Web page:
Spousal Privilege During A Florida Divorce Case
Communication between spouses is encouraged as a matter of public policy. One way in which the law encourages spousal communication is through the spousal privilege. This privilege protects spouses by allowing them to refuse to disclose or stop the other spouse from disclosing information learned during a private conversation during the marriage.
The spousal privilege is most commonly used in criminal trials where one of the spouses is charged with a crime. In that situation, it can be used by the spouse to stop the prosecution from calling his husband or wife as a witness against him.
There are limits to the spousal privilege law that make the use of the privilege between spouse difficult or impossible in a divorce case. The spousal privilege is not applicable in:
- Cases filed by one spouse against the other;
- Cases where one spouse is charged with a crime against the other spouse or the children of either spouse; and,
- Cases where the defendant is offering the information acquired in the course of the marriage as evidence.
Divorces are cases where one spouse files a petition against the other, and therefore, a spouse cannot claim spousal privilege to stop a spouse from testifying and revealing information learned during the marriage. In addition, divorce proceedings do not often require testimony from either spouse about any possible wrongdoing by the spouses because of the no-fault divorce system.
Spousal privilege survives marriage, and a spouse can stop a former spouse from revealing information that was learned while the couple was married. Therefore, a spouse in a current divorce proceeding cannot call their spouse’s former spouse to testify in the divorce. For example, Susan and Dan are going through a divorce, and Susan wants to call Dan’s ex-wife Angela to testify that Dan told her he has multiple foreign accounts where he hides money. Dan can stop Angela from testifying to this in his divorce case because she learned the information from Dan while he was married to her.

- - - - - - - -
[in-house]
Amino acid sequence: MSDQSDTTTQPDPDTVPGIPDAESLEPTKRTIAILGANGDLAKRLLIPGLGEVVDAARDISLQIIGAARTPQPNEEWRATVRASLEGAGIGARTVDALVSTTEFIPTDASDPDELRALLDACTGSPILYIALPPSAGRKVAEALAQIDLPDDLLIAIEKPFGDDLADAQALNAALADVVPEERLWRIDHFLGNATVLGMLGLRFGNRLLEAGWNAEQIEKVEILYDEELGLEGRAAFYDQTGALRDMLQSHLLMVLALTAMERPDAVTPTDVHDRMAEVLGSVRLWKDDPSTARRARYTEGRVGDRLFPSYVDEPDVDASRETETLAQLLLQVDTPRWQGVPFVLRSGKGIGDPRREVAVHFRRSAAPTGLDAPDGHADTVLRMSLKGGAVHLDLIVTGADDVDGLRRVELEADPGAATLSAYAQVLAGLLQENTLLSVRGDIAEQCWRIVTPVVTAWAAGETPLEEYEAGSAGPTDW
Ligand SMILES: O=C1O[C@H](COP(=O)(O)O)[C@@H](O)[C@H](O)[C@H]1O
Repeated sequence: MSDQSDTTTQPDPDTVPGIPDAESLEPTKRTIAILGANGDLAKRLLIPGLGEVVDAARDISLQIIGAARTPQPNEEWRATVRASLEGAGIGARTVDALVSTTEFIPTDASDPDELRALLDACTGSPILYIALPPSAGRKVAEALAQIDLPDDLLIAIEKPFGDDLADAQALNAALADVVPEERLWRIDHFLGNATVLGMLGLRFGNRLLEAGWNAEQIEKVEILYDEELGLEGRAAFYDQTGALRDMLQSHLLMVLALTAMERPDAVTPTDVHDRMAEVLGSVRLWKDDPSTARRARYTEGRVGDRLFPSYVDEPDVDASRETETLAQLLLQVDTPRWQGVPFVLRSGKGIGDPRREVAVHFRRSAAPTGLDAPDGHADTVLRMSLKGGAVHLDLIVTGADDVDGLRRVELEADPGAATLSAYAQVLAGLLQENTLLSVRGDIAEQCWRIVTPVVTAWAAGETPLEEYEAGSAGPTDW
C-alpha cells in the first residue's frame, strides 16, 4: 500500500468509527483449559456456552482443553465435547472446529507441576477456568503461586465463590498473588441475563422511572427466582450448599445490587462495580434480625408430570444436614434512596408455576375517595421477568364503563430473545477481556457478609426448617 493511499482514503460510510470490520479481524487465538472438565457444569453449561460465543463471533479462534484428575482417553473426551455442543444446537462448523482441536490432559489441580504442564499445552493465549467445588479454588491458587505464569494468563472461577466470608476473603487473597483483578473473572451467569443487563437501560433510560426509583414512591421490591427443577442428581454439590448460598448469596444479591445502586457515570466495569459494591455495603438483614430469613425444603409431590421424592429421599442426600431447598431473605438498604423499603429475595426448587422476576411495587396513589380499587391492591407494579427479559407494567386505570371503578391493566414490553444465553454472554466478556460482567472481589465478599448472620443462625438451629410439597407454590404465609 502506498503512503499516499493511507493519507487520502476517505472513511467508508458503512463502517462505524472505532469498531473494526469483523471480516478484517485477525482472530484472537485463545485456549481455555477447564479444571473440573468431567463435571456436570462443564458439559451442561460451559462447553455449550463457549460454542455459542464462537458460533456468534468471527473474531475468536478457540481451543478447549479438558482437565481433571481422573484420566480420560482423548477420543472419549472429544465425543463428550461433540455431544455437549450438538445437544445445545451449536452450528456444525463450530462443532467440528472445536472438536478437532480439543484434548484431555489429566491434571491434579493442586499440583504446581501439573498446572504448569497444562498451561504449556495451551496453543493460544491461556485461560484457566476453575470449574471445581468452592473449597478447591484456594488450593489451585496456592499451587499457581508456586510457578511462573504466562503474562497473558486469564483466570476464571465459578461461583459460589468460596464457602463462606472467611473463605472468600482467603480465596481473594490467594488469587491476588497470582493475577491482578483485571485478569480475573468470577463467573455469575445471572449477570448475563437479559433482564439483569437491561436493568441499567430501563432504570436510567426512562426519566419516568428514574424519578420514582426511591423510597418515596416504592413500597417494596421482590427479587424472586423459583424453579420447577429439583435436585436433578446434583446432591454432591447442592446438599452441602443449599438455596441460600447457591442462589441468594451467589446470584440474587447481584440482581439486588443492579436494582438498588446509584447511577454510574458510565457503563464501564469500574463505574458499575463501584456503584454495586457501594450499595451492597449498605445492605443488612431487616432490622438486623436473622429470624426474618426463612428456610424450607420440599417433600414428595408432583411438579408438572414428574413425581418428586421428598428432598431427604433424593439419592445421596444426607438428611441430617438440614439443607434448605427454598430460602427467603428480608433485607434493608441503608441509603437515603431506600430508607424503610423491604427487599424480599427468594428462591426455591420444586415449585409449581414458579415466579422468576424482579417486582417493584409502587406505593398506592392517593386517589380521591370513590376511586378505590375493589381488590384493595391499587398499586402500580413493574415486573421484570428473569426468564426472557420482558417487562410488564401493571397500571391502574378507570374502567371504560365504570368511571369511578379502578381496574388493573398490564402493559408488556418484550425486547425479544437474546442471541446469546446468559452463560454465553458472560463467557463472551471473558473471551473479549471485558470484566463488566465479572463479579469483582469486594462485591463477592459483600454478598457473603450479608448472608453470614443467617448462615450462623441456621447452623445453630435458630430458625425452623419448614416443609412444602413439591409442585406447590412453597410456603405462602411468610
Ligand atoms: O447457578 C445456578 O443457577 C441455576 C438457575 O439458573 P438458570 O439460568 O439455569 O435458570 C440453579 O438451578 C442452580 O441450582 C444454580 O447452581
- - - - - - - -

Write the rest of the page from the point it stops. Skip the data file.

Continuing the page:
Spousal privilege does not apply if the couple was not married when the communication took place. Therefore, if a couple was simply cohabiting, even for many years, the communication would not be privileged. It is important to remember that in this context, Florida does not recognize common law marriages between spouses who claim the marriage was established in Florida. Common law marriages that were established in a state that allows common law marriage are recognized in Florida.
Spousal privilege does not apply to actions or behavior that a spouse observed during a marriage. A spouse can testify about a spouse or former spouse’s habits and conduct without the spousal privilege being implicated. Therefore a spouse can testify as to a person’s excessive alcohol drinking or drug habits, and any information on how a person abused or neglected his or her children.
Contact an Experienced Divorce Attorney
For more information on spousal privilege and the kind of evidence that is admissible in a divorce proceeding, contact a knowledgeable Boca Raton, Florida divorce attorney, at the Law Offices of Schwartz l White for more information.